When Howard was looking for partners for the Fremont, bringing Gaines in seemed like a no-brainer. He had the expertise and access to the equipment, and he was the kind of guy you could call at the last minute to fix whatever needed fixing.
"If Bonnie Raitt decides she wants spotlights even though it's daytime, I can call Bill at the last minute and there'll be spotlights," Howard said.
Gaines designed the L-Acoustics PA and lighting system, which has made the Fremont into a world-class venue. Gaines calls it "the nicest PA gear you can get," coupled with top-of-the-line mixing boards and microphone package.
"I'm really proud of what we've done with the Fremont," Gaines said, though he misses being the only guy doing sound. "We've hired a couple of sound guys so I'm not there for every show, but my office is close by, so I'm the guy who gets up early in the morning to put bags on parking meters so the tour buses have a place to park."
Has he ever had an act come in and express disappointment at the equipment?
"Not once!" Gaines stated matter-of-factly. "Some acts come in and tell us they need more subwoofer for an EDM [electronic dance music] show, but they don't—there's so much headroom on that system there's plenty of sub."
The room itself is acoustically superior by design. Gaines noted that when it was built in the '40s, there wasn't a lot of amplified sound, so paying attention to interior wall shapes made a difference. The high ceilings can cause some sound reflection, but a lot can be mitigated with the right technology.
When it comes to concessions, JG King is a pro. He and his father John King ran the old Cigar Factory, This Ole House, The Spirit nightclub, as well as the six-restaurant chain, AJ Spurs, which they later sold. He also does concessions at the California Mid-State Fair and Vina Robles Amphitheatre, and he likes to keep it local.
- Photos By Jayson Mellom
- LET'S ALL GO TO THE LOBBY The spacious, colorful lobby has room for artists' merch tables, beer and wine vendors, and its classic snack bar serving up popcorn, candy, sodas, and often Woodstock's pizza.
"I'm a fan of local beers. One night we might use Central Coast Brewing, another night Firestone," King said, adding that he likes to limit it to two beer choices—such as Firestone's 805 and Luponic Distortion—because it makes the line move faster. By the way, the Fremont Theater sells more Luponic Distortion than anywhere else, "which tells you the value of only having two choices," King laughed.
The prices are in line for a concert venue—$8 for a pint of beer and $9 for a glass of local wine.
"We certainly try to sell a good product at a fair price," King admitted. "I think they're fairly priced."
He also brings in Woodstock's Pizza by the slice and Apple Farm sandwiches. These local favorites drive home the idea that the Fremont is a local gem run by people with ties to the area.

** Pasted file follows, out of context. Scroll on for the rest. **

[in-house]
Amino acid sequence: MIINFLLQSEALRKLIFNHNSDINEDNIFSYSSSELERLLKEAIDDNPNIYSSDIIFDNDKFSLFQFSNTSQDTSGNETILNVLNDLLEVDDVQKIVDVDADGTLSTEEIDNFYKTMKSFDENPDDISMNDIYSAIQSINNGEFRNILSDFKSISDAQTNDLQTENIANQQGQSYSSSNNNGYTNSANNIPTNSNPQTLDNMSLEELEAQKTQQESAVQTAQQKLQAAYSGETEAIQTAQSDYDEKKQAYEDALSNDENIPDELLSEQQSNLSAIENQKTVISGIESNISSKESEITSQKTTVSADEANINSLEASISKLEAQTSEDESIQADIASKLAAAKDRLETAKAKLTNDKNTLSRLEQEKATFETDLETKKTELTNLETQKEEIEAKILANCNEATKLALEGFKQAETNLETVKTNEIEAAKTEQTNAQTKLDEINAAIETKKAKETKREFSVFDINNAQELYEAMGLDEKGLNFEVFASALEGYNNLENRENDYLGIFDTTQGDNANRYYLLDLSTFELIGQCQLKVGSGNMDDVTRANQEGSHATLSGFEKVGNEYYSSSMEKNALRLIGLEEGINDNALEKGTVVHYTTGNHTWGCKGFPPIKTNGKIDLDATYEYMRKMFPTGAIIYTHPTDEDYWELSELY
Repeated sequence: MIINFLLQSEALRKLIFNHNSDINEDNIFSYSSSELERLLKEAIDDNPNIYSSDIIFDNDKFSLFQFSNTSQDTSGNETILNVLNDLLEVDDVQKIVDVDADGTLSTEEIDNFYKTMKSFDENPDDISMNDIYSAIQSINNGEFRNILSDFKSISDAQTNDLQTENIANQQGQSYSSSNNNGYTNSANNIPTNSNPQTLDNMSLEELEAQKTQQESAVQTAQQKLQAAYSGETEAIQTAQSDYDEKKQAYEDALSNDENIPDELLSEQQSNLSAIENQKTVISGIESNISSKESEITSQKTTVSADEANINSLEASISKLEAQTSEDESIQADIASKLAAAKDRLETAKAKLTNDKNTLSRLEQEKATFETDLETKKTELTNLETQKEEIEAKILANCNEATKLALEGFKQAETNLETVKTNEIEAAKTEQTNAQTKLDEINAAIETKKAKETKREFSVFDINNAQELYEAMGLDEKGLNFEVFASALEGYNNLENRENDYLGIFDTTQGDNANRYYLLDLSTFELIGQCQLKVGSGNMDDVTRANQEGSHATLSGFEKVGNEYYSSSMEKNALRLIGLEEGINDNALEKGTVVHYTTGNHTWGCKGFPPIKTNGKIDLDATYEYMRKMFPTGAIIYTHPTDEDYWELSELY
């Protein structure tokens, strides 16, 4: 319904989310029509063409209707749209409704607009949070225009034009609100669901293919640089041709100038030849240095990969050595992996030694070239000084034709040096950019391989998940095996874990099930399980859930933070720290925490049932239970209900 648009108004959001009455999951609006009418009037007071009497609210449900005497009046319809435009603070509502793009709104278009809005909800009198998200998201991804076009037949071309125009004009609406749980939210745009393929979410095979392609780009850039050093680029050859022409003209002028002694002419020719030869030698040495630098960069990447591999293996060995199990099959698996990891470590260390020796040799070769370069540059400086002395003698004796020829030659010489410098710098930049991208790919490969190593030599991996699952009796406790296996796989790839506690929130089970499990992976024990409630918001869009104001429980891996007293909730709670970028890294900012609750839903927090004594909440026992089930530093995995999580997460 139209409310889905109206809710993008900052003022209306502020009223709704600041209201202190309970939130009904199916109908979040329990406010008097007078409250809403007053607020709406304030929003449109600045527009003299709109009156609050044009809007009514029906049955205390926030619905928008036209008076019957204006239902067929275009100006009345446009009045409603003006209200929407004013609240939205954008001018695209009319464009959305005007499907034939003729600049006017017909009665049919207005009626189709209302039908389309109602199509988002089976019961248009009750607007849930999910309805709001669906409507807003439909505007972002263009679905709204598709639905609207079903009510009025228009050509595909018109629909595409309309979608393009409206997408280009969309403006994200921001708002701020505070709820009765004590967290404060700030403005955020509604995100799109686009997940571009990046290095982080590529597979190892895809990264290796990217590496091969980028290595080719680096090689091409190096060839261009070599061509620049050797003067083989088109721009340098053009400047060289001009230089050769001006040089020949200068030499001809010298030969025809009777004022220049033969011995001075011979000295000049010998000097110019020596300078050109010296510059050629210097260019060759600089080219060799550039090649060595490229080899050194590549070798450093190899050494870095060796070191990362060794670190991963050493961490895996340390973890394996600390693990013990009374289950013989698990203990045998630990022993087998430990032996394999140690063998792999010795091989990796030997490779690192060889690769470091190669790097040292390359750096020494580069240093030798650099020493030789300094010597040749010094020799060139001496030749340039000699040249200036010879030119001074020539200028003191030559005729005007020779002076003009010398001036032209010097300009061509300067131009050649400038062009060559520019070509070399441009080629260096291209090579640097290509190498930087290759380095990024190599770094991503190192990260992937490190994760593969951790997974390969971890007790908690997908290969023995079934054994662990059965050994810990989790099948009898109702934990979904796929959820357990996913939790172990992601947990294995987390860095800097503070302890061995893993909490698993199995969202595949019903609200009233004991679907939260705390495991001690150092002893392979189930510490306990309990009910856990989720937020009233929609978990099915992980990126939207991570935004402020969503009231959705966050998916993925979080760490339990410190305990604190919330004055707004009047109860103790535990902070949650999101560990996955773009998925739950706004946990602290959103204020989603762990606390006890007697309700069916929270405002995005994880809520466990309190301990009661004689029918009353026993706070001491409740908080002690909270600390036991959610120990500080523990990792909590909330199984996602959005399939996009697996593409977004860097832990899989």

"You and I both know how important the Fremont Theater is to SLO," King said. "It's been fun being a part of bringing it back to a place where people want to go."
Is a hard alcohol license in the cards?
"Maybe sometime down the line, but we're happy to stick to beer and wine for now," King said.
In case you're interested, King says it's harder to clean up the popcorn than the beer and wine, and they also continue to offer beer and wine when they show movies. This week two holiday classics will be screened: Home Alone at 7 p.m. this Friday, Dec. 21, and Polar Express at 1 p.m. this Saturday, Dec. 22—both free admission, though you need to get tickets at fremontslo.com.
King's exploring the possibility of upgrading the theater to solar power and wants to install hydration stations so people can fill up reusable water containers, saying they want to make the theater "more green."
"We still operate the old concession stand with popcorn, candy, and soda, but you'd be impressed by how many waters we sell," King added.
The lobby is truly a gem, a classic throwback to old-time theaters. There's plenty of room for merchandise tables and mingling and mixing.
All about the music
It might seem counterproductive, risky, or even a recipe for disaster for three promoting entities to come together in partnership. After all, the concert promotion business is very competitive, and over the years Howard, Stevens, and Ineffable Music partners Sheehan and Cussins have probably bid on the same bands, but partnership has its benefits. Yes, they have to share the profits of their co-successes, but they also get to spread their losses when a show inevitably tanks. Instead of one promoter losing his shirt, several promoters merely lose a sleeve.
- Photos By Jayson Mellom
- CLASSIC MURALS Several years ago, local commercial art company Douglas Bouman & Associates spruced up the Fremont Theater interior murals, which Bouman's father helped paint originally.
"We all bring something different to the table," Stevens explained. "We've all known each other a very long time and worked with each other, so we've created built-in trust. We all have our wheelhouse, our genre of music specialty."
Stevens has a lot of connections in the EDM and DJ worlds, Sheehan and Cussins have the reggae and hip-hop side cornered, and Howard and his 40 years of experience has done it all but specializes in the Triple A genre (adult album alternative), the kind of music that does especially well in SLO County.
"For sure, one of the keys is making sure all of us are communicating, which allows us to step over each other rather than on top," Stevens added. "We don't chase the same artists."
To avoid conflict, the six partners hired a booking agent for the Fremont Theater, so instead of booking shows individually, they send their ideas to Casey Smith, who runs the calendar and books the shows, films, and special events such as weddings and parties.